Withstanding a bewildering beta testing period for the launch of the high-resolution audio avatar of Apple Music in India, its implementation is just short of being peerless. If I heard through a compatible audio system, something which Apple strangely doesn’t provide, tracks either in the lossless (slightly compressed) or high-resolution format sound rich, detailed and pleasing to the ear. It also sounds better than Tidal at least to my own ears which pioneered the idea of beaming high-resolution audio on the internet. As is always the case, it sounds best when heard from either traditional PC or Apple’s own gadgets provided that they have been supplemented with a Digital To Analogue (DAC) with compatible earphones or headphones or speakers. Apple’s own wireless earphones or headphones don’t support the uncompressed high-resolution format as Bluetooth isn’t a powerful enough medium to beam it but the fact that AirPods Max which cost upwards of Rs 50,000 doesn’t have a 3.5mm capable hardware is infuriating further exaggerated by the fact Apple’s own iPads and iPhones helped make the antiquated yet stunningly effective headphone jack extinct. If you have an Apple gadget you need a dongle which ideally should also redouble as a DAC with compatible earphones or headphones to make it work. But high-resolution audio has always been a hard-working man’s job. Apple makes you work even harder as you can’t get the best experience even on Android because the app doesn’t bypass some limitations of the operating system, something which Tidal does very expertly.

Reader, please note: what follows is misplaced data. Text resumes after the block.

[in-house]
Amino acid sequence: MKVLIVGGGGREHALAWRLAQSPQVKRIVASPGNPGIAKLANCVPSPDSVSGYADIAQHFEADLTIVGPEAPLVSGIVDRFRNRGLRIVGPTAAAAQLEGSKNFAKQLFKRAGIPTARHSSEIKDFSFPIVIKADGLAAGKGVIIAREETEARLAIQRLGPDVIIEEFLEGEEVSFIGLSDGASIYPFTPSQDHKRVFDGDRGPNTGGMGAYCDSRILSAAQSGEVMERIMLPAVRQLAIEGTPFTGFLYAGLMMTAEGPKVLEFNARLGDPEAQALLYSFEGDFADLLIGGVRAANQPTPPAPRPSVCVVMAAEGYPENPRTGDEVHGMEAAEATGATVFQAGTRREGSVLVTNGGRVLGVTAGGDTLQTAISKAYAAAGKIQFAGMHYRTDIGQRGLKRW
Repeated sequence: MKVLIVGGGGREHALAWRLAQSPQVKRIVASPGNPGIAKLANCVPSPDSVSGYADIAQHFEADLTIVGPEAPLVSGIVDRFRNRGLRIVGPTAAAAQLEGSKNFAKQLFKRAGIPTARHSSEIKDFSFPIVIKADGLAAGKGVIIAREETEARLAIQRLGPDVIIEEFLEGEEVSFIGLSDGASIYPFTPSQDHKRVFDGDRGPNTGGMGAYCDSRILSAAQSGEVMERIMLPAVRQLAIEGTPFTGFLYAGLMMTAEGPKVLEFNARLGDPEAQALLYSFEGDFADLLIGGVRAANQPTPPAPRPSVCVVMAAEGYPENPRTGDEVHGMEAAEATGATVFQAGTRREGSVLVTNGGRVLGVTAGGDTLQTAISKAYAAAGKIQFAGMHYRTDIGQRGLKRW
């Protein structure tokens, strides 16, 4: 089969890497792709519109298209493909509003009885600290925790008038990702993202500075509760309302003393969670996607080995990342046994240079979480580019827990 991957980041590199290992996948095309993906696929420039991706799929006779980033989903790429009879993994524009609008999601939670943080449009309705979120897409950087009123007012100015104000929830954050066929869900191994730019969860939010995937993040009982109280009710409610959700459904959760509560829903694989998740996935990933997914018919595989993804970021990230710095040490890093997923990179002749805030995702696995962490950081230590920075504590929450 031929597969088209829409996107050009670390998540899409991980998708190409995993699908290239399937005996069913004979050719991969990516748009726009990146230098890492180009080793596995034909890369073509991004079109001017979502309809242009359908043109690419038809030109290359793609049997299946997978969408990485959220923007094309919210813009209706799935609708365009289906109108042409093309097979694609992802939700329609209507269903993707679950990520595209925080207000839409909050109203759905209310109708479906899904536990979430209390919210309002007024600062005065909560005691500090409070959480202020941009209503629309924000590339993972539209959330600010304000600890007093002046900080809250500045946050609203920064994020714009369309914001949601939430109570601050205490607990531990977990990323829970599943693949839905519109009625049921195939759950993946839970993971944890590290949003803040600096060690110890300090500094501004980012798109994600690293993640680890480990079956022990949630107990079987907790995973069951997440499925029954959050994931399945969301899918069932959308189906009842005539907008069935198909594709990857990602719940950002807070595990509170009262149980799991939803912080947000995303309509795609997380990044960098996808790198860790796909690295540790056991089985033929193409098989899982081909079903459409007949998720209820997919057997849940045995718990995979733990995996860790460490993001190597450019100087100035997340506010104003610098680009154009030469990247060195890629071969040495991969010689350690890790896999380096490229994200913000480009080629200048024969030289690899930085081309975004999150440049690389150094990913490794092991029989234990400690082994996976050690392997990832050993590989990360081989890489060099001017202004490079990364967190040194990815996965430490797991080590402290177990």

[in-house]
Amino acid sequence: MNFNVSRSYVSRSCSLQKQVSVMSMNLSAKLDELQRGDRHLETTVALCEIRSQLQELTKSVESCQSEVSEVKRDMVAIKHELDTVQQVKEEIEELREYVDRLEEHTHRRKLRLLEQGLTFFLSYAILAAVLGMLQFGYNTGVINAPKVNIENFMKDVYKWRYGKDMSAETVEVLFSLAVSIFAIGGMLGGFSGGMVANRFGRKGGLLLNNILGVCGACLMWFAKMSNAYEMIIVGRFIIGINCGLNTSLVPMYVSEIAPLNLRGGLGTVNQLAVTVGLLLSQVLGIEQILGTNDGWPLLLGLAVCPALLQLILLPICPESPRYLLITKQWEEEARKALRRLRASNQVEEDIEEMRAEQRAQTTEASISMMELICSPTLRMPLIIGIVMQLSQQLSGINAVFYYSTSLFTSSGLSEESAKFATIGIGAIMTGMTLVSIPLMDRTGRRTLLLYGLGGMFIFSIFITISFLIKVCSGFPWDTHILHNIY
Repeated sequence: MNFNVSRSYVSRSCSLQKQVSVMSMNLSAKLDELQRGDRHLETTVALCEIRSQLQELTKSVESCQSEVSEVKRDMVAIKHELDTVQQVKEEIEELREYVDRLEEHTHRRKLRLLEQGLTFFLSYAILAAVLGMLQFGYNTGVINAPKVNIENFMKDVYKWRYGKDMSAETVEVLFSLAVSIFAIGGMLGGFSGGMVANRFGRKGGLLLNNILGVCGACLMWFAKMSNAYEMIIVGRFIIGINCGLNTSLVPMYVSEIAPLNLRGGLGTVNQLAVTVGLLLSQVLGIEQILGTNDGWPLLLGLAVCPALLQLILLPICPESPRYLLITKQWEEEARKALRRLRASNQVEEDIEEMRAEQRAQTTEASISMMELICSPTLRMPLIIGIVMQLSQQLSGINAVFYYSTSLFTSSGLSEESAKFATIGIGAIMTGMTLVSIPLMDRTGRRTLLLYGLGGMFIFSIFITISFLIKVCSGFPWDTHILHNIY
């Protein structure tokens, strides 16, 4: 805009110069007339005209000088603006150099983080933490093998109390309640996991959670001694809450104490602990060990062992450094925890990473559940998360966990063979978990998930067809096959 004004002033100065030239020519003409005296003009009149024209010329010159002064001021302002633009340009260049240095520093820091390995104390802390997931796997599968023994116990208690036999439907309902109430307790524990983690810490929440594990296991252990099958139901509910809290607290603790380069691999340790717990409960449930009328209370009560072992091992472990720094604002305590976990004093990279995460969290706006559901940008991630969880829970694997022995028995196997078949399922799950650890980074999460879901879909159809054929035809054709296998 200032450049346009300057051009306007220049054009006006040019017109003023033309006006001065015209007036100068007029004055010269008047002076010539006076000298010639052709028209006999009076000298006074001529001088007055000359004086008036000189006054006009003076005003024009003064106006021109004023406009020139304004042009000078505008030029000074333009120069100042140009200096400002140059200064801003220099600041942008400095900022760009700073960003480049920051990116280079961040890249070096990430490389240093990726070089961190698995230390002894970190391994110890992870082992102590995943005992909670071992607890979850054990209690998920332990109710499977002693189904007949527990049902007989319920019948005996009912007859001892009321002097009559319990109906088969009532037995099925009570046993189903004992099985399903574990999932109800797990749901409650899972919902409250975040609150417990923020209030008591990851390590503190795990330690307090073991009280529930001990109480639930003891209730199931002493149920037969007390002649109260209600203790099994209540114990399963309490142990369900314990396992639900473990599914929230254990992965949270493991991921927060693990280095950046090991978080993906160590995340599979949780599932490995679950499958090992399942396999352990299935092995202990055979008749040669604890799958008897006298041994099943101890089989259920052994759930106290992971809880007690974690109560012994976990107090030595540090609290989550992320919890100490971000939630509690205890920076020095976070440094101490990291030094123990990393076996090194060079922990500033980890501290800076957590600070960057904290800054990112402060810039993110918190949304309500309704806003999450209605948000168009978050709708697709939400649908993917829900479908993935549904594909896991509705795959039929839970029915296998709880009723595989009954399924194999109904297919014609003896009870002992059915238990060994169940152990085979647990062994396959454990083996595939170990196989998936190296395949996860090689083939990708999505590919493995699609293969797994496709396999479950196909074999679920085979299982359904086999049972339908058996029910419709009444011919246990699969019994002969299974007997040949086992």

The slightly compressed lossless format is easier to access as it works well with the AirPods Max as well via Apple’s own 3.5mm lightning adaptor which is shockingly expensive. Apple’s smart speakers, the HomePod and HomePod Mini also play high-resolution audio when the signal is pipped via the latest generation Apple TV 4K. I tested this in great detail with 4 HomePods and 2 HomePod Minis running in sync. Aside from the inconvenient way you need to get this to work, it works really well and elevates the quality of audio you can experience over a home Wi-Fi network. All these hoops don’t matter much considering this update is "Free” while the same is offered at a premium price by Tidal in the US and even Spotify which hasn’t launched this feature yet in India. Free means, Apple is democratising a better standard of sound for everyone and the consumer is the winner. Imagine all of this can be had for just Rs 149 per month for the entire family that too giving you 75 million songs in the format which is more than Tidal.